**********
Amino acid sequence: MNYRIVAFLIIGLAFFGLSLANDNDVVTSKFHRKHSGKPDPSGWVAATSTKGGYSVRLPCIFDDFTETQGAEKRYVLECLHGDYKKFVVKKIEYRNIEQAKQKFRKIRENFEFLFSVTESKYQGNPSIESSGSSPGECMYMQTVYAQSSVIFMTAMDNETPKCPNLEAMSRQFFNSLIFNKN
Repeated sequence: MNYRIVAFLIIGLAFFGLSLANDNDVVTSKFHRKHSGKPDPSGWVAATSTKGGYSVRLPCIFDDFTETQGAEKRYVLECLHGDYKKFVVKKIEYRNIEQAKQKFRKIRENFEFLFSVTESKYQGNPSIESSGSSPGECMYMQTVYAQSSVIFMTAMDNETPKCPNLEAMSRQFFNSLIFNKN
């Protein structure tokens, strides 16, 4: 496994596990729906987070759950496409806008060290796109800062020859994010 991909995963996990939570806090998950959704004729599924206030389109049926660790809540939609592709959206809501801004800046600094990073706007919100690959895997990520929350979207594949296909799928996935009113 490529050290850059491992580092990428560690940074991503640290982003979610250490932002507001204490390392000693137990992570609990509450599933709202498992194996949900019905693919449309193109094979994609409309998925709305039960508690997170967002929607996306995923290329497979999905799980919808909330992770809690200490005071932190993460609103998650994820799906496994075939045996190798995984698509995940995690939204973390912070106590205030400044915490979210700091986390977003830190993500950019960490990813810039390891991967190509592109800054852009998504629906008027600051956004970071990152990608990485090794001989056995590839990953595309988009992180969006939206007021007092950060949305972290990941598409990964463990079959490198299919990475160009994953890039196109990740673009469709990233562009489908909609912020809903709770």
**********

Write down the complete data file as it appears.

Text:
Amino acid sequence: MNYRIVAFLIIGLAFFGLSLANDNDVVTSKFHRKHSGKPDPSGWVAATSTKGGYSVRLPCIFDDFTETQGAEKRYVLECLHGDYKKFVVKKIEYRNIEQAKQKFRKIRENFEFLFSVTESKYQGNPSIESSGSSPGECMYMQTVYAQSSVIFMTAMDNETPKCPNLEAMSRQFFNSLIFNKN
Repeated sequence: MNYRIVAFLIIGLAFFGLSLANDNDVVTSKFHRKHSGKPDPSGWVAATSTKGGYSVRLPCIFDDFTETQGAEKRYVLECLHGDYKKFVVKKIEYRNIEQAKQKFRKIRENFEFLFSVTESKYQGNPSIESSGSSPGECMYMQTVYAQSSVIFMTAMDNETPKCPNLEAMSRQFFNSLIFNKN
């Protein structure tokens, strides 16, 4: 496994596990729906987070759950496409806008060290796109800062020859994010 991909995963996990939570806090998950959704004729599924206030389109049926660790809540939609592709959206809501801004800046600094990073706007919100690959895997990520929350979207594949296909799928996935009113 490529050290850059491992580092990428560690940074991503640290982003979610250490932002507001204490390392000693137990992570609990509450599933709202498992194996949900019905693919449309193109094979994609409309998925709305039960508690997170967002929607996306995923290329497979999905799980919808909330992770809690200490005071932190993460609103998650994820799906496994075939045996190798995984698509995940995690939204973390912070106590205030400044915490979210700091986390977003830190993500950019960490990813810039390891991967190509592109800054852009998504629906008027600051956004970071990152990608990485090794001989056995590839990953595309988009992180969006939206007021007092950060949305972290990941598409990964463990079959490198299919990475160009994953890039196109990740673009469709990233562009489908909609912020809903709770």